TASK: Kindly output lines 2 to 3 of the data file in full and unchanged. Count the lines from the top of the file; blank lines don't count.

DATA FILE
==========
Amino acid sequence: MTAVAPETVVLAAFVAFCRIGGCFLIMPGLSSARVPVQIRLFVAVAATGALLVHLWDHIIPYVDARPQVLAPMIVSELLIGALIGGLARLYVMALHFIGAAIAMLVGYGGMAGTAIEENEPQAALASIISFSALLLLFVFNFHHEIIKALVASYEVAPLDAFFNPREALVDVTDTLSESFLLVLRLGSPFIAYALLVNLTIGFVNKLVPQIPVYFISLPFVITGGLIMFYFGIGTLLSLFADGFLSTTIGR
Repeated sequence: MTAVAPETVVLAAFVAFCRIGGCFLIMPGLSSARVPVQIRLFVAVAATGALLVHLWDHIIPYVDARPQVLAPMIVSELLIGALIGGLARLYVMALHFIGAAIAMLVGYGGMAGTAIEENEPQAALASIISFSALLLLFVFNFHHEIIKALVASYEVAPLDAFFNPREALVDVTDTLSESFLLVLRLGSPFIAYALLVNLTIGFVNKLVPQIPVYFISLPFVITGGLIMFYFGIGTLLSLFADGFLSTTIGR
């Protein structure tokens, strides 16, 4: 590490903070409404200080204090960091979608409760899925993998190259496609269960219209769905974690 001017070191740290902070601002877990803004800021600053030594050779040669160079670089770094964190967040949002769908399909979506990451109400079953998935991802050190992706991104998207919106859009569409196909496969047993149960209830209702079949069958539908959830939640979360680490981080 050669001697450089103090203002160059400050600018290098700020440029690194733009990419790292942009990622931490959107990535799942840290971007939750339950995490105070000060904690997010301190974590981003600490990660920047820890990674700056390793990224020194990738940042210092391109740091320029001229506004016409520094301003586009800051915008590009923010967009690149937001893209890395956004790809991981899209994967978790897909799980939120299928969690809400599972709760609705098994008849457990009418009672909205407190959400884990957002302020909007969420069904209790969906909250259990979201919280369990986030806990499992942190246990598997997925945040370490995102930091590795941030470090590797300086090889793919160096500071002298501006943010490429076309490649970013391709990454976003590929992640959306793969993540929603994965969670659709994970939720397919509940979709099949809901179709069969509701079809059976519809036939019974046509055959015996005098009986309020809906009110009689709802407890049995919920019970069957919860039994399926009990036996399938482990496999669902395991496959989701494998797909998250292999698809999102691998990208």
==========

Repeated sequence: MTAVAPETVVLAAFVAFCRIGGCFLIMPGLSSARVPVQIRLFVAVAATGALLVHLWDHIIPYVDARPQVLAPMIVSELLIGALIGGLARLYVMALHFIGAAIAMLVGYGGMAGTAIEENEPQAALASIISFSALLLLFVFNFHHEIIKALVASYEVAPLDAFFNPREALVDVTDTLSESFLLVLRLGSPFIAYALLVNLTIGFVNKLVPQIPVYFISLPFVITGGLIMFYFGIGTLLSLFADGFLSTTIGR
């Protein structure tokens, strides 16, 4: 590490903070409404200080204090960091979608409760899925993998190259496609269960219209769905974690 001017070191740290902070601002877990803004800021600053030594050779040669160079670089770094964190967040949002769908399909979506990451109400079953998935991802050190992706991104998207919106859009569409196909496969047993149960209830209702079949069958539908959830939640979360680490981080 050669001697450089103090203002160059400050600018290098700020440029690194733009990419790292942009990622931490959107990535799942840290971007939750339950995490105070000060904690997010301190974590981003600490990660920047820890990674700056390793990224020194990738940042210092391109740091320029001229506004016409520094301003586009800051915008590009923010967009690149937001893209890395956004790809991981899209994967978790897909799980939120299928969690809400599972709760609705098994008849457990009418009672909205407190959400884990957002302020909007969420069904209790969906909250259990979201919280369990986030806990499992942190246990598997997925945040370490995102930091590795941030470090590797300086090889793919160096500071002298501006943010490429076309490649970013391709990454976003590929992640959306793969993540929603994965969670659709994970939720397919509940979709099949809901179709069969509701079809059976519809036939019974046509055959015996005098009986309020809906009110009689709802407890049995919920019970069957919860039994399926009990036996399938482990496999669902395991496959989701494998797909998250292999698809999102691998990208």